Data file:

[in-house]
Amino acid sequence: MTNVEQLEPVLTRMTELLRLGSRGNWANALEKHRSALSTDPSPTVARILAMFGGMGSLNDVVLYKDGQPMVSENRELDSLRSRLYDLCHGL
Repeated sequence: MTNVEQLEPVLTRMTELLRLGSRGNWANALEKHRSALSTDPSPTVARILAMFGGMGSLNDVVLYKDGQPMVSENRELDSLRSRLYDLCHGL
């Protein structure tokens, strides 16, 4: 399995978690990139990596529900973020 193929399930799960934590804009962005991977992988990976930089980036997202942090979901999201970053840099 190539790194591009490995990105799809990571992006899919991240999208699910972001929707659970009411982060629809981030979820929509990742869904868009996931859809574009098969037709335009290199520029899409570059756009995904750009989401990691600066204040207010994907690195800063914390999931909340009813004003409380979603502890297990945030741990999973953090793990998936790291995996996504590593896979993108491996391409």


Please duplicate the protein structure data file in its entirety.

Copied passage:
[in-house]
Amino acid sequence: MTNVEQLEPVLTRMTELLRLGSRGNWANALEKHRSALSTDPSPTVARILAMFGGMGSLNDVVLYKDGQPMVSENRELDSLRSRLYDLCHGL
Repeated sequence: MTNVEQLEPVLTRMTELLRLGSRGNWANALEKHRSALSTDPSPTVARILAMFGGMGSLNDVVLYKDGQPMVSENRELDSLRSRLYDLCHGL
């Protein structure tokens, strides 16, 4: 399995978690990139990596529900973020 193929399930799960934590804009962005991977992988990976930089980036997202942090979901999201970053840099 190539790194591009490995990105799809990571992006899919991240999208699910972001929707659970009411982060629809981030979820929509990742869904868009996931859809574009098969037709335009290199520029899409570059756009995904750009989401990691600066204040207010994907690195800063914390999931909340009813004003409380979603502890297990945030741990999973953090793990998936790291995996996504590593896979993108491996391409």